Sam George's Anointing At Work: Blows Off A Professor In Support of LGBTQ With A Single Question


If we can relate it to a boxing ring, it would be a situation in which we would see a particular individual in the boxing ring with his opponents coming at him one after the other.

The actual reason they would be coming one after the other would be because as one is blowed off, the other would come up to his or her stand in the ring, hoping to win the battle.

In actual boxing, the moment an individual is able to make it in the international scene, he or she does not venture to battle with those struggling to rise at the local level. They only aim high to win more international trophies.

Unfortunately, the boxing ring in which Sam George, the Ningo Prampram Constituency Parliamentarian has entered is not a real boxing ring, it is a prototype of the defense that one has to take against his opponents anytime they come at him in order to kick them off their feet.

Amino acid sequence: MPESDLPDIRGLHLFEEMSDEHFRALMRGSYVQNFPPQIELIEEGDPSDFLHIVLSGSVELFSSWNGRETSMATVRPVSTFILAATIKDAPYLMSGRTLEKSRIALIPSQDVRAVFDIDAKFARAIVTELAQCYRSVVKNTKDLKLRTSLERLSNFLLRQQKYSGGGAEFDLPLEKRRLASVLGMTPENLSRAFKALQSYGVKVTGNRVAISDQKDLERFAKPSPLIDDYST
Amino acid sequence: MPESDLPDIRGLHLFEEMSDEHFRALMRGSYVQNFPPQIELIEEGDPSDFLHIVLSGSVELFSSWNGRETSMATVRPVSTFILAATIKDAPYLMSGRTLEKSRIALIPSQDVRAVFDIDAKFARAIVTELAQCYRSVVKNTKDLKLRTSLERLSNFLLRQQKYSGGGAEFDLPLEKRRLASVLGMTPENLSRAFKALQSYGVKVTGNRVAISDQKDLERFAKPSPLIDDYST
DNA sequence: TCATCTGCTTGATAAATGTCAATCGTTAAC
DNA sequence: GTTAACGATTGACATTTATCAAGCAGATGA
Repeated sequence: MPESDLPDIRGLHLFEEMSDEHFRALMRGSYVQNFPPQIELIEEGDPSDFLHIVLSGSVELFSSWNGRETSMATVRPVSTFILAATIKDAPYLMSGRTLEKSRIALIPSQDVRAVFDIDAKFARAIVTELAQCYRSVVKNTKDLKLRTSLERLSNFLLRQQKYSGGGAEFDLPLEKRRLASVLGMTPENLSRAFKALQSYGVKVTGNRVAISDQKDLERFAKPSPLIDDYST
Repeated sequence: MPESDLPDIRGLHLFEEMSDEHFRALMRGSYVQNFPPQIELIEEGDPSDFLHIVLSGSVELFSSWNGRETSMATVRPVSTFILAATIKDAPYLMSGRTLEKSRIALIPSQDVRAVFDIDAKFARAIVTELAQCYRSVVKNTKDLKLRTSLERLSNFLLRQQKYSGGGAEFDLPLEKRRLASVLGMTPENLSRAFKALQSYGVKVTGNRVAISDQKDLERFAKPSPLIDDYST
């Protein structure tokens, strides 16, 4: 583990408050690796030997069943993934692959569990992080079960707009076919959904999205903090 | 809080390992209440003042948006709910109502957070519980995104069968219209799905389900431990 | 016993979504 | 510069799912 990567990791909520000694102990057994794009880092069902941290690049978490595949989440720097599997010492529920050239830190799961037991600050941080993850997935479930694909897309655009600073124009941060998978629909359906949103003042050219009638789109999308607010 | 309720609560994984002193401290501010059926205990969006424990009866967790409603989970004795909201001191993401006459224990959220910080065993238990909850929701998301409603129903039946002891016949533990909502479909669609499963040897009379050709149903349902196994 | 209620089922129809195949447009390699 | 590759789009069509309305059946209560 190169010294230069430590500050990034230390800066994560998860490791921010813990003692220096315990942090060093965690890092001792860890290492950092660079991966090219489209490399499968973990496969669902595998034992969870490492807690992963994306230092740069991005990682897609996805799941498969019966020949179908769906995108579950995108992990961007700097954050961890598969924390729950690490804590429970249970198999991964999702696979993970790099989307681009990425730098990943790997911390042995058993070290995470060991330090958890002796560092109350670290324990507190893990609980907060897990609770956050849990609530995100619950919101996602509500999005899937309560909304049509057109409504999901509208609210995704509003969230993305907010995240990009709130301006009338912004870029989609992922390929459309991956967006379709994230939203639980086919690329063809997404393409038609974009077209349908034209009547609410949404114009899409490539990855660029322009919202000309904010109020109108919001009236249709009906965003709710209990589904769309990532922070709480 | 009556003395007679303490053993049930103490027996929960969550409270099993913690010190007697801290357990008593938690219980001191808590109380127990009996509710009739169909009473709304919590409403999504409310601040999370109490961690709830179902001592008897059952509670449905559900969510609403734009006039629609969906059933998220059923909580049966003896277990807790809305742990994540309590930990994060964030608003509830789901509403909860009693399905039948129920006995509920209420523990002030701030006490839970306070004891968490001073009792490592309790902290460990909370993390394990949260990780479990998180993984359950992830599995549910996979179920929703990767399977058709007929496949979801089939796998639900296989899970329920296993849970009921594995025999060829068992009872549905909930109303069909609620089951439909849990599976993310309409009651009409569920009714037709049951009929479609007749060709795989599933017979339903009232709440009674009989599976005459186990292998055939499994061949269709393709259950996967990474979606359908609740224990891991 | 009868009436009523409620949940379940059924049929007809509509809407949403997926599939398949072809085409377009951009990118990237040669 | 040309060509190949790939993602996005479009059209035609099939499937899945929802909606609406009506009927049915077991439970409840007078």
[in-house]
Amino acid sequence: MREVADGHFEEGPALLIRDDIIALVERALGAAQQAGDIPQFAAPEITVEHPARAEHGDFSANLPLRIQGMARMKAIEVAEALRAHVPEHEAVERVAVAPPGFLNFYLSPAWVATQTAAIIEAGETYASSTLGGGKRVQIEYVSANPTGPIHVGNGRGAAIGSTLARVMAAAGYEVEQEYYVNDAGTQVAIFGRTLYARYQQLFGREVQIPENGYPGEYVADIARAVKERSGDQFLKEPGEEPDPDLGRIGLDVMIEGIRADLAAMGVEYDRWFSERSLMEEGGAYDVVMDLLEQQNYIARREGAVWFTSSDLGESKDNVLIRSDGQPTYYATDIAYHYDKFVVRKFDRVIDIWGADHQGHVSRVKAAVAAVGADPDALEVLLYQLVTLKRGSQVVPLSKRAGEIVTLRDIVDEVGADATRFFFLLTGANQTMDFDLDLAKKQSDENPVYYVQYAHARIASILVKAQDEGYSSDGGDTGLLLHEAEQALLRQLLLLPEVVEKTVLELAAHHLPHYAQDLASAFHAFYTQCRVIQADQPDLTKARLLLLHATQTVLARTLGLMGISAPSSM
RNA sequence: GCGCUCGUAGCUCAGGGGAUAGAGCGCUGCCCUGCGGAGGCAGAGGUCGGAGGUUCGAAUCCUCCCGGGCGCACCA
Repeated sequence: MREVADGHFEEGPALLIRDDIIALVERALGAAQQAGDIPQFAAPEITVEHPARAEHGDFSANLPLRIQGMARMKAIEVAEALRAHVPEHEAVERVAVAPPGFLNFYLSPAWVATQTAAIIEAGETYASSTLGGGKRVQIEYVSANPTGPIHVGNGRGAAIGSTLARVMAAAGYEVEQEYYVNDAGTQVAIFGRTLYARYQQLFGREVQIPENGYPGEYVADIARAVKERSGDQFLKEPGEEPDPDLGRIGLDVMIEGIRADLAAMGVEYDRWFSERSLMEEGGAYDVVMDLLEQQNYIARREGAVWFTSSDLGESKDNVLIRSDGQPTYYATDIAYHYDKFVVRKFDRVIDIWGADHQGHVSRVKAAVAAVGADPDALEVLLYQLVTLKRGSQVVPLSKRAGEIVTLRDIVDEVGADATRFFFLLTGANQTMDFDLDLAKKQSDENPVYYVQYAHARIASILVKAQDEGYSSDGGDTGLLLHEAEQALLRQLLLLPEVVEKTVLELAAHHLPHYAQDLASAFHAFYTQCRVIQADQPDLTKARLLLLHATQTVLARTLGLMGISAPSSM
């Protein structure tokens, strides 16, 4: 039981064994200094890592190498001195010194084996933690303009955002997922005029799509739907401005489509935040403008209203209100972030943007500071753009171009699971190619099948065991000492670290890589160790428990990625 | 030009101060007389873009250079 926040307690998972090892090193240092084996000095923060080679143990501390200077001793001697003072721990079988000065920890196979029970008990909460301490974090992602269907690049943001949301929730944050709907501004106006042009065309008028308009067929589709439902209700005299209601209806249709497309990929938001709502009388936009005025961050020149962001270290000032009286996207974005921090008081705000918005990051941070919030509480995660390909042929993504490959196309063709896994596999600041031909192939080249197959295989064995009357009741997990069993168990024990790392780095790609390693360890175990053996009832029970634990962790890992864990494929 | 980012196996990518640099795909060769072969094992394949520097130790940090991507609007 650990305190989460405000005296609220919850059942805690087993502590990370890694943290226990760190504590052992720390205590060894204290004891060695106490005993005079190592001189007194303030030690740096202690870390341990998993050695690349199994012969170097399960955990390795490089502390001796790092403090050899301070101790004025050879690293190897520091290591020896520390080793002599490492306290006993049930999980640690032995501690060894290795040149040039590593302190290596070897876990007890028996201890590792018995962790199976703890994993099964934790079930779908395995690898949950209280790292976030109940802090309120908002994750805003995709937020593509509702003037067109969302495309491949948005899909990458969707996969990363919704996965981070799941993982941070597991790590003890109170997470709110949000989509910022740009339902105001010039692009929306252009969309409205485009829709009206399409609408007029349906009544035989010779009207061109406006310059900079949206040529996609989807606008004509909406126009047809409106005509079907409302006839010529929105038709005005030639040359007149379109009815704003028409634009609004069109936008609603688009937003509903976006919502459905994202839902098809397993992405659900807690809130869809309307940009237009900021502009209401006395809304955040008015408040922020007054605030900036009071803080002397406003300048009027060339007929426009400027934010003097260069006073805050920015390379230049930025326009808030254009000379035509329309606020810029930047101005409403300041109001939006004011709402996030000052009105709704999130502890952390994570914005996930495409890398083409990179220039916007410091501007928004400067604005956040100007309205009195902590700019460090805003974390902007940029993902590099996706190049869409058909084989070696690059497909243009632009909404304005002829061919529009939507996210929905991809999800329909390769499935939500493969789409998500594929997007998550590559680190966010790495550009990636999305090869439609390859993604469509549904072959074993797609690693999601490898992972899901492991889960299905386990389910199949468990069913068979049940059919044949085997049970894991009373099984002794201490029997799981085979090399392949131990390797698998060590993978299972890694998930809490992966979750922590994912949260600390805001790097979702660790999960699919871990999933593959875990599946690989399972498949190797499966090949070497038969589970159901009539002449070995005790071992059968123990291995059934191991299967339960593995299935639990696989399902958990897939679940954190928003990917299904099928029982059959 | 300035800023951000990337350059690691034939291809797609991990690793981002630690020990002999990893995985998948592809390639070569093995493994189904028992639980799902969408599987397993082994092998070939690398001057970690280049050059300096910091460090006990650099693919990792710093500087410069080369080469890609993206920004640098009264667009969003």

It is known to everyone that has been following the debate on the anti-LGBTQ bill that the Honourable Member of Parliament for Ningo Prampram Constituency has proved unbeatable whenever his opponents come at him.

He has won debates on the bill both locally and internationally, but it seems that his recent win over the LGBTQ debate with Larry on CNN is not the last. Back in Ghana, he is met with another debate on GBC's program, Focus.

As the opponent of Sam George who claims to be fighting for the rights of the LGBTQ community tries to use Ghana's constitution that upholds that the human rights of every individual should be respected as a basis for standing for the rights of the LGBTQ community, Sam George asked her a simple question that only few might dream of.

The learned professor by name Takyiwaa Manuh was simply asked by Sam George to state categorically where the constitution talked about the rights of all the acts that LGBTQ stand for.

He mentioned that the constitution was specific on the protection of the rights of people based on their tribal, religion and ethnic backgrounds, but there is nowhere that the constitution talked about the rights of people demanding for their own preferences in relation to their sexual libido.

Most Ghanaians think that the professor was blown off by this question since she could not cite any instance in the constitution of Ghana that talks about that.




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